The Chinese government will directly intervene in Hong Kong’s affairs by offering its take on the territory’s mini-constitution after two rebel lawmakers sparked a long-running controversy and an unprecedented judicial review, Hong Kong’s government said Friday.
On Thursday, the territory’s High Court heard the government’s argument that the Legislative Council’s President should not re-administer the oaths of office to the pro-independence lawmakers Yau Wai-ching and Sixtus “Baggio” Leung, and that the pair’s antics at their first swear-in attempt in October meant they should lose their seats.
Following the hearing, the Hong Kong government released a short statement Friday, saying it was notified that “the question of interpreting Article 104 of the Basic Law has been included in the agenda” for the meeting of China’s top legislative body, the National People’s Congress Standing Committee (NPCSC).
Maria Tam, an NPCSC deputy from Hong Kong attending the meeting in Beijing, told reporters Friday that the Congress’ chairman, Zhang Dejiang, had asked for the interpretation.
“I believe the main reason is because it involves national unity and territorial integrity … and this is a very important issue,” she said, adding that a vote on the matter would be taken Monday, at the meeting’s conclusion.
The announcement ended days of speculation over whether Beijing would directly issue marching orders in the wake of last month’s botched oath-taking by Yau and Leung. Hailing from the Youngspiration party, they were among several youngsters elected to the Legislative Council in September on a wave of sentiment against Chinese encroachment in the territory’s affairs.
Michael Tien, a pro-China lawmaker of the New People’s Party, and also an NPCSC deputy, told reporters Friday that China was “looking at a much bigger picture” — with its decision to weigh in based on, not just Yau and Leun’s actions, but other advocates for Hong Kong independence who had been blocked from taking part in the September election.
“It’s a pity,” prominent barrister and former lawmaker Ronny Tong tells TIME. “I think Hong Kong has clear laws and a healthy judicial system to deal with questions raised by the oath-taking.”
The timing of the announcement and the surrounding circumstances raised many eyebrows, as the judicial review case was being handled by the territory’s High Court, instead of its Court of Final Appeal — Hong Kong’s highest court. In the four previous instances where the NPCSC had given an interpretation of the Basic Law, the relevant cases had all reached the Court of Final Appeal first.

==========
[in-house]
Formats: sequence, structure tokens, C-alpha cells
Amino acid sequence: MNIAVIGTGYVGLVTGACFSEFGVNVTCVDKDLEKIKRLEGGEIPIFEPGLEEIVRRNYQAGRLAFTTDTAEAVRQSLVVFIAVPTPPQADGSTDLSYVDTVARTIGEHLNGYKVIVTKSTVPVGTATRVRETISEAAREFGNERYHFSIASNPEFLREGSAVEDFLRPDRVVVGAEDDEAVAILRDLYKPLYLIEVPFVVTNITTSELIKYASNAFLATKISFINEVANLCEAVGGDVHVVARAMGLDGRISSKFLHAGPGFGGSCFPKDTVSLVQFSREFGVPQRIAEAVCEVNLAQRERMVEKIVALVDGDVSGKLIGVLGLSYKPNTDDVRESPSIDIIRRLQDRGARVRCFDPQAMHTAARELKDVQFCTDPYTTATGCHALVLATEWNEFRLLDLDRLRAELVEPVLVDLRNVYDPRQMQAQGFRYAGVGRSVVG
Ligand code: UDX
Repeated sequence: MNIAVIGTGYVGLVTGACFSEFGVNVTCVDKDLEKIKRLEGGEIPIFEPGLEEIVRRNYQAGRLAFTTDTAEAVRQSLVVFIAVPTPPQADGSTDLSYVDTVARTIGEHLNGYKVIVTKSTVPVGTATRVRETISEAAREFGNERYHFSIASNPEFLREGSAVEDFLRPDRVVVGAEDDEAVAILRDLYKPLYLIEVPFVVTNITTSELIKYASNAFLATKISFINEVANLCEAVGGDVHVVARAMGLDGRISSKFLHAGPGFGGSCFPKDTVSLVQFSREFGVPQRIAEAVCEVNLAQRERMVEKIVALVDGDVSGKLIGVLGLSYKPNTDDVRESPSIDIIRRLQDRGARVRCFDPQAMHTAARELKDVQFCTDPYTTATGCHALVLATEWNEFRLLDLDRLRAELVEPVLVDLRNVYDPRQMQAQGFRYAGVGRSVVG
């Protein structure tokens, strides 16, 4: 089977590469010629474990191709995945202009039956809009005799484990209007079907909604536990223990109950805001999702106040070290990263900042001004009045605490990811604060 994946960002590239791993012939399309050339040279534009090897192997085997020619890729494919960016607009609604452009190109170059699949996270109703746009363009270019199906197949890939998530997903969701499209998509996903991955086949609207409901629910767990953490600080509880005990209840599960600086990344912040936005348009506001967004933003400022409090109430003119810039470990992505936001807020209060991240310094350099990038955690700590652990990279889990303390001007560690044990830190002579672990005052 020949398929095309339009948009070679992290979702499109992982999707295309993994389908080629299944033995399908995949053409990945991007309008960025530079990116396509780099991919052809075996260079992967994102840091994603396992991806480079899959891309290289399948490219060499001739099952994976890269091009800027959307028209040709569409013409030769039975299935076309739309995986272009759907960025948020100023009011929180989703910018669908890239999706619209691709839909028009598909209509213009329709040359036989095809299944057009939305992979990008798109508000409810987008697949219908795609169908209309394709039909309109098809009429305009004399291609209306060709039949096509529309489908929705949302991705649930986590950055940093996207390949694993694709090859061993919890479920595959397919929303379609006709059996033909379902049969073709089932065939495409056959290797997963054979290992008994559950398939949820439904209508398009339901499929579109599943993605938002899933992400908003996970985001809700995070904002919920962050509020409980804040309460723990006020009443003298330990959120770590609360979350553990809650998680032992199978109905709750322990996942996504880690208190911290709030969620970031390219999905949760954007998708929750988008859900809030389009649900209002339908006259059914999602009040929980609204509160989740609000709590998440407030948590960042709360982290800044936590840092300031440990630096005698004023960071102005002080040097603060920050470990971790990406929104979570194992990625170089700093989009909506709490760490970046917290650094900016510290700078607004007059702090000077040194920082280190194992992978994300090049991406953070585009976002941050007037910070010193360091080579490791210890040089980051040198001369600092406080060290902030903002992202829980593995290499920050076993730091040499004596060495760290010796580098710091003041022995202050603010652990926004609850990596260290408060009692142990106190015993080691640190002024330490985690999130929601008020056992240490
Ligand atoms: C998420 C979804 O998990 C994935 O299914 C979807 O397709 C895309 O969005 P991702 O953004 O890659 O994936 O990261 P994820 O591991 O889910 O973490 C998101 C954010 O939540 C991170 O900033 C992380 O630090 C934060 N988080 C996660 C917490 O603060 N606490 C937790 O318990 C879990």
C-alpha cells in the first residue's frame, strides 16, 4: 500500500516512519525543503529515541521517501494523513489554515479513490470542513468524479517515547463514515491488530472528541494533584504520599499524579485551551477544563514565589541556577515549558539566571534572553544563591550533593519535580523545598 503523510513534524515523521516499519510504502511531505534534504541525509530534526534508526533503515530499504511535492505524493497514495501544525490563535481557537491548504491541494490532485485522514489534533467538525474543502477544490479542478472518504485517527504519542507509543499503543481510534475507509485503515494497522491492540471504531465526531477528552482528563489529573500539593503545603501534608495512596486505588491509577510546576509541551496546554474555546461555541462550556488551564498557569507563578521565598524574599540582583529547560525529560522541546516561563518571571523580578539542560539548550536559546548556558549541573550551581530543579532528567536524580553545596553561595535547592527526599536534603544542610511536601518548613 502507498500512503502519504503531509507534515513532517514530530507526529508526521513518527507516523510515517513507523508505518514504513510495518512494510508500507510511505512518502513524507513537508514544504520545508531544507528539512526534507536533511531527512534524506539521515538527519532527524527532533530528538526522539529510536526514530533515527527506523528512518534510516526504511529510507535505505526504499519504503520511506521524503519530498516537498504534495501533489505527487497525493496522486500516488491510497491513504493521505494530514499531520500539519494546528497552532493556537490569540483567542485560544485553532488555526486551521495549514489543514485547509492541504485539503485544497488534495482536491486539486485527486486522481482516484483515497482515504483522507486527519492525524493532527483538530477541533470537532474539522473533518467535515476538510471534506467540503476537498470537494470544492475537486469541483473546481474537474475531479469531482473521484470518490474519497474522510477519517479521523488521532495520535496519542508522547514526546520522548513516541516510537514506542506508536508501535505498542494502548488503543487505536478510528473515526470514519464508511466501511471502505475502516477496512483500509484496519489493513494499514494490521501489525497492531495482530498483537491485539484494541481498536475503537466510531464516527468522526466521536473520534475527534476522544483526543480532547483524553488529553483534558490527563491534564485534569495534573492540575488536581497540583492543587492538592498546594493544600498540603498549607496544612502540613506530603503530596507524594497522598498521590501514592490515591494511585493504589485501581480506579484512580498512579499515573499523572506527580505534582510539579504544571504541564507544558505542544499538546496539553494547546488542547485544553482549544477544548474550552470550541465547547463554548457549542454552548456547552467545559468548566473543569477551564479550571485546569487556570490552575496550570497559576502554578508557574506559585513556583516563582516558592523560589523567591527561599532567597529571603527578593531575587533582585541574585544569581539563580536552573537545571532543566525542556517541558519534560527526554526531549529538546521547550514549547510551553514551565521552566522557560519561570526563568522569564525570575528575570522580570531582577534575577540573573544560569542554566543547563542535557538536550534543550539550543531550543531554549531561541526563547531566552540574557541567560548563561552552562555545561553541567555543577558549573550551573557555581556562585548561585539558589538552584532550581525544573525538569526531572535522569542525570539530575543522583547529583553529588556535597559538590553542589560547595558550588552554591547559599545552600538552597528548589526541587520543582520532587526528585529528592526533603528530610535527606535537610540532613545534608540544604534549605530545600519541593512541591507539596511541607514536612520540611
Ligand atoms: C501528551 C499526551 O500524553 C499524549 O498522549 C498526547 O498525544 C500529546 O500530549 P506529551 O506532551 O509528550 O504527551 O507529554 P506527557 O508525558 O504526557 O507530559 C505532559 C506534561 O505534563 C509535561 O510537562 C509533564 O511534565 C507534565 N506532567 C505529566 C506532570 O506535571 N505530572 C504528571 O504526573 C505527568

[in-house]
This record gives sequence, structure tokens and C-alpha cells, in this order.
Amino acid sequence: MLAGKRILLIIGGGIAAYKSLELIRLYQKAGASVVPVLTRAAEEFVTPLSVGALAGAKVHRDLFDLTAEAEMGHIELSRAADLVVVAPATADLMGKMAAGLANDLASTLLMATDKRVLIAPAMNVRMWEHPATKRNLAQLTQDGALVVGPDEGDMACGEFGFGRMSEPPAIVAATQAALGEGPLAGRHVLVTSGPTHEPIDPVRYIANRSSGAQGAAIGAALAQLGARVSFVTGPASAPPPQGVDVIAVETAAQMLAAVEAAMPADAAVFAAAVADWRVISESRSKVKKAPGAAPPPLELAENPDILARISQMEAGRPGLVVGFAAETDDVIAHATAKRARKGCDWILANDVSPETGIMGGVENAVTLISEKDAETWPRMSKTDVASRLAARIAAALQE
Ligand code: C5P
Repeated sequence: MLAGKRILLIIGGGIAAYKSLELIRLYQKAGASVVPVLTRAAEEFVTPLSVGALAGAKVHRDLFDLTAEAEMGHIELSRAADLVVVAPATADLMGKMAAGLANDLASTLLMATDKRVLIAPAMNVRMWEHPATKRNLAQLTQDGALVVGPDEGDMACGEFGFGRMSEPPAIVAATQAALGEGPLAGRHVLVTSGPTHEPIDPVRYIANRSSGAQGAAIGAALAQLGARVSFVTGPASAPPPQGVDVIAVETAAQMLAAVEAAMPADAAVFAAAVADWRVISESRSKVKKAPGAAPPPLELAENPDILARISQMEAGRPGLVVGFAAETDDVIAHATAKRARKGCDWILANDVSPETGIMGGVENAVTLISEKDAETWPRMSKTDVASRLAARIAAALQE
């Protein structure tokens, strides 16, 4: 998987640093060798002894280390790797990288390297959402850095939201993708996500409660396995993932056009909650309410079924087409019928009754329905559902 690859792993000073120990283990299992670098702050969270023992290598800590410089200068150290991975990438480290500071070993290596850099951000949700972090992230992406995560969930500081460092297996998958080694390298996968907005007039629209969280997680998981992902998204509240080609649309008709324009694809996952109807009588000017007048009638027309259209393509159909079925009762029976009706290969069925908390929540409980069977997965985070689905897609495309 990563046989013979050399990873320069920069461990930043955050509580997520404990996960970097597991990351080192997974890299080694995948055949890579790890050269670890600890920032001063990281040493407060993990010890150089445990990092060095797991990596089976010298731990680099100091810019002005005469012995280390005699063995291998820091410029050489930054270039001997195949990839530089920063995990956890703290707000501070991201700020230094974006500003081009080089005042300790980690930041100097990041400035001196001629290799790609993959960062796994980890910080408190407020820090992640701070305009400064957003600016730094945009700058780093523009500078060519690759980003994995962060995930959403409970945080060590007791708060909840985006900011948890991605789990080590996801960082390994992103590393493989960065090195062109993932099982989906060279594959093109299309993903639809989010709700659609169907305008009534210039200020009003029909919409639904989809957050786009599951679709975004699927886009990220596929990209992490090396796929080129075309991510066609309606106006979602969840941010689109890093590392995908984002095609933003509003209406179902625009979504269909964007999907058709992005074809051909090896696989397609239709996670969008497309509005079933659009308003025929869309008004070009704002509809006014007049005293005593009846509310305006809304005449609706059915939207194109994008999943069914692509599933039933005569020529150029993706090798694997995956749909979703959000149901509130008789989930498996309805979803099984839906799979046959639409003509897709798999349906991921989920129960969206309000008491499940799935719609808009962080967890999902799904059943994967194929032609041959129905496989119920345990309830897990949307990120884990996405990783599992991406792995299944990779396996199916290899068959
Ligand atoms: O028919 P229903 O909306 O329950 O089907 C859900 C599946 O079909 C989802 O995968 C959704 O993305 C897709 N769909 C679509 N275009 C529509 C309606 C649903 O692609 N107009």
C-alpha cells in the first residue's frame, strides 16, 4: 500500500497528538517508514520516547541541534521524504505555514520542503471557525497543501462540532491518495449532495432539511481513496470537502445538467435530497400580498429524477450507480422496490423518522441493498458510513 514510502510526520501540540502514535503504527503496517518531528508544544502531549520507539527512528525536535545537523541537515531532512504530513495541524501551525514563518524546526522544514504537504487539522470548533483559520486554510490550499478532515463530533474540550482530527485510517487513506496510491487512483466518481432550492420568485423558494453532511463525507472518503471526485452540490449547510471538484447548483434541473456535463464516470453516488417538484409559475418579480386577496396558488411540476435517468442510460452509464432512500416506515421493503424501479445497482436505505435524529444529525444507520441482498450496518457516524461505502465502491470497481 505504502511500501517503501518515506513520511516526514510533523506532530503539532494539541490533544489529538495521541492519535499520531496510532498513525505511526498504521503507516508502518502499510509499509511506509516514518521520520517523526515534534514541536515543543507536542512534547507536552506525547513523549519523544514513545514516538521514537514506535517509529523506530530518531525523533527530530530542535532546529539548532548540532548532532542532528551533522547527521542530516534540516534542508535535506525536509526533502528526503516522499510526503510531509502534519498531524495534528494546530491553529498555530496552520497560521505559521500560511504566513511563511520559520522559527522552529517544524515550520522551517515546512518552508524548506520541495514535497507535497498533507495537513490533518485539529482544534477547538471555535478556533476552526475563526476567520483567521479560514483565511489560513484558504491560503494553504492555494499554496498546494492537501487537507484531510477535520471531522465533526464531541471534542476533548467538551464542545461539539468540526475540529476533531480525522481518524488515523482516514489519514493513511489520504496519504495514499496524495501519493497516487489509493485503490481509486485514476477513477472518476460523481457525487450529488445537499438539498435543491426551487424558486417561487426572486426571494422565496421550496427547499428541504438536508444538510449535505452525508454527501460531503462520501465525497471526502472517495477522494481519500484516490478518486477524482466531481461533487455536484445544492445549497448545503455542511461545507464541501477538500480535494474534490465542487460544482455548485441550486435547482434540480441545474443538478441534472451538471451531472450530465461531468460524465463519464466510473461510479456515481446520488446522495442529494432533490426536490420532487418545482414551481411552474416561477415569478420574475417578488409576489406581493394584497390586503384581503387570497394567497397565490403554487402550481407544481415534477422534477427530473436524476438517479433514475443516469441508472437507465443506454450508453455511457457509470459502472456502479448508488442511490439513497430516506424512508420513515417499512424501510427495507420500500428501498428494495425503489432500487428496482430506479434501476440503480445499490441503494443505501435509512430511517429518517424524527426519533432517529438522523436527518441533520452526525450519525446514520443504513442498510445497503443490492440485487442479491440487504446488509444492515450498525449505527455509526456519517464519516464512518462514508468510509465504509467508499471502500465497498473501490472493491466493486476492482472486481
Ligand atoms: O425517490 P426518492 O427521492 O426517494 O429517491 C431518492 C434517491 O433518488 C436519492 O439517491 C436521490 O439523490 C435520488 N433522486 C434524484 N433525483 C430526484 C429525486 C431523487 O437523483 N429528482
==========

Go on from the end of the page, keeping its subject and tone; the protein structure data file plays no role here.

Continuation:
“It seems that Beijing is already jumping the gun,” Anson Chan, the territory’s colonial-era Chief Secretary turned pro-democracy icon, tells TIME. “It’s a very damaging precedent, because it’s not like any of the previous interpretations.”
“The court has not handed down any judgment,” she adds, “so, in effect, what Beijing is now saying is that ‘we don’t care what the court says, we are handing you this interpretation’.”
The pair of young rebels had pledged allegiance to the “Hong Kong Nation” and unfurled banners that read “Hong Kong Is Not China” during their first attempt to take office at the Council’s inaugural meeting on Oct. 12. That, combined with their calling China “Shina” — a Japanese term for the country, now considered an offensive epithet in China after its wartime usage — had seen their oaths invalidated, and had since caused weeks of turmoil and gridlock in the chamber. All this culminated in Thursday’s hearing.
Article 104, which states that officials in the three branches of government “must swear to uphold the Basic Law of the Hong Kong Special Administrative Region of the People’s Republic of China and swear allegiance to the Hong Kong Special Administrative Region of the People’s Republic of China,” was a center of contention during the hearing. In court on Thursday the government’s lawyer argued that their conduct was not compliant with this clause.
While Justice Thomas Au said at the conclusion that he would hand down a decision “as soon as possible,” China expert Willy Lam, a professor at the Chinese University of Hong Kong, doesn’t think a judgment would come before the NPCSC’s interpretation.
He calls the situation an “existential crisis for ‘one country, two systems’, because Beijing is directly interfering into Hong Kong affairs.”
“To interpret the Basic Law at this time, while we’re waiting for the judge’s decision, gives the impression of disrespect towards Hong Kong’s judicial process and distrust of Hong Kong’s judges,” barrister Tong tells TIME.
“I think if this interpretation was to go ahead, it really will seriously damage Hong Kong people’s trust and faith in the rule of law and the independence of the courts,” says Chan.
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